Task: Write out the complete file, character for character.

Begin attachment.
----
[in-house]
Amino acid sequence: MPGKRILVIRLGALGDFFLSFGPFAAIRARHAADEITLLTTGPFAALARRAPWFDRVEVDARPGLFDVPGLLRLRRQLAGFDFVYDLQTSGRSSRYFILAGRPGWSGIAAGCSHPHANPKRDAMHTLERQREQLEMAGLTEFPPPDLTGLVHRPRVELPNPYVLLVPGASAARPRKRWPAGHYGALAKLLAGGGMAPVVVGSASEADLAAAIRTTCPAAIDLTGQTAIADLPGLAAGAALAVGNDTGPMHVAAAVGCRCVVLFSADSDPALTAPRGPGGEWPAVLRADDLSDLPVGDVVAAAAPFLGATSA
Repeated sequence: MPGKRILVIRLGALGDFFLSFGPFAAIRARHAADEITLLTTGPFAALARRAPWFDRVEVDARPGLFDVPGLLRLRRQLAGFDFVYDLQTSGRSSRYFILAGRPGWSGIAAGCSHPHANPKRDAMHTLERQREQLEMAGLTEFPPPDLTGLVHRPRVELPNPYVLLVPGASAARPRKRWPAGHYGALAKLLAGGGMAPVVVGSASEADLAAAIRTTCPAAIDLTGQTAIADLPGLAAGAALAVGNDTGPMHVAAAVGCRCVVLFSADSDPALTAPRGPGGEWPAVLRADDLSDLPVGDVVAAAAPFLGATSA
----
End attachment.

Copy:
[in-house]
Amino acid sequence: MPGKRILVIRLGALGDFFLSFGPFAAIRARHAADEITLLTTGPFAALARRAPWFDRVEVDARPGLFDVPGLLRLRRQLAGFDFVYDLQTSGRSSRYFILAGRPGWSGIAAGCSHPHANPKRDAMHTLERQREQLEMAGLTEFPPPDLTGLVHRPRVELPNPYVLLVPGASAARPRKRWPAGHYGALAKLLAGGGMAPVVVGSASEADLAAAIRTTCPAAIDLTGQTAIADLPGLAAGAALAVGNDTGPMHVAAAVGCRCVVLFSADSDPALTAPRGPGGEWPAVLRADDLSDLPVGDVVAAAAPFLGATSA
Repeated sequence: MPGKRILVIRLGALGDFFLSFGPFAAIRARHAADEITLLTTGPFAALARRAPWFDRVEVDARPGLFDVPGLLRLRRQLAGFDFVYDLQTSGRSSRYFILAGRPGWSGIAAGCSHPHANPKRDAMHTLERQREQLEMAGLTEFPPPDLTGLVHRPRVELPNPYVLLVPGASAARPRKRWPAGHYGALAKLLAGGGMAPVVVGSASEADLAAAIRTTCPAAIDLTGQTAIADLPGLAAGAALAVGNDTGPMHVAAAVGCRCVVLFSADSDPALTAPRGPGGEWPAVLRADDLSDLPVGDVVAAAAPFLGATSA